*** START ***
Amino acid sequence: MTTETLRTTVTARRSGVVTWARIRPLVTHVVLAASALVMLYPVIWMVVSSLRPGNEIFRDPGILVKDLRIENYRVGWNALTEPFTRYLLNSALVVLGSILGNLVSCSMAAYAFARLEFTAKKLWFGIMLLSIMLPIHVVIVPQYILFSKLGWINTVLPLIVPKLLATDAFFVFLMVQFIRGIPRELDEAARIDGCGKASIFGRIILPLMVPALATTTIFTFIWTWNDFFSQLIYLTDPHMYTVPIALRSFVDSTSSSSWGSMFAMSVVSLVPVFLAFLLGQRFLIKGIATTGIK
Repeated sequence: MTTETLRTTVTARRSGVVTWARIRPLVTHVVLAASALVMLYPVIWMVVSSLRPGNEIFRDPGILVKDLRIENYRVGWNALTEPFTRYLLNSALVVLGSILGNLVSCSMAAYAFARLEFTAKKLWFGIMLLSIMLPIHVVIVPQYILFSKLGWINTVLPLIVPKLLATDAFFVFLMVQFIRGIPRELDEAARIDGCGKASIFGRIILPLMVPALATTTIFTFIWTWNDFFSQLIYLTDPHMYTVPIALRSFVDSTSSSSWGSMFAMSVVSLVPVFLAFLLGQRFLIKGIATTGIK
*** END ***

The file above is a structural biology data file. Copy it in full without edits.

Amino acid sequence: MTTETLRTTVTARRSGVVTWARIRPLVTHVVLAASALVMLYPVIWMVVSSLRPGNEIFRDPGILVKDLRIENYRVGWNALTEPFTRYLLNSALVVLGSILGNLVSCSMAAYAFARLEFTAKKLWFGIMLLSIMLPIHVVIVPQYILFSKLGWINTVLPLIVPKLLATDAFFVFLMVQFIRGIPRELDEAARIDGCGKASIFGRIILPLMVPALATTTIFTFIWTWNDFFSQLIYLTDPHMYTVPIALRSFVDSTSSSSWGSMFAMSVVSLVPVFLAFLLGQRFLIKGIATTGIK
Repeated sequence: MTTETLRTTVTARRSGVVTWARIRPLVTHVVLAASALVMLYPVIWMVVSSLRPGNEIFRDPGILVKDLRIENYRVGWNALTEPFTRYLLNSALVVLGSILGNLVSCSMAAYAFARLEFTAKKLWFGIMLLSIMLPIHVVIVPQYILFSKLGWINTVLPLIVPKLLATDAFFVFLMVQFIRGIPRELDEAARIDGCGKASIFGRIILPLMVPALATTTIFTFIWTWNDFFSQLIYLTDPHMYTVPIALRSFVDSTSSSSWGSMFAMSVVSLVPVFLAFLLGQRFLIKGIATTGIK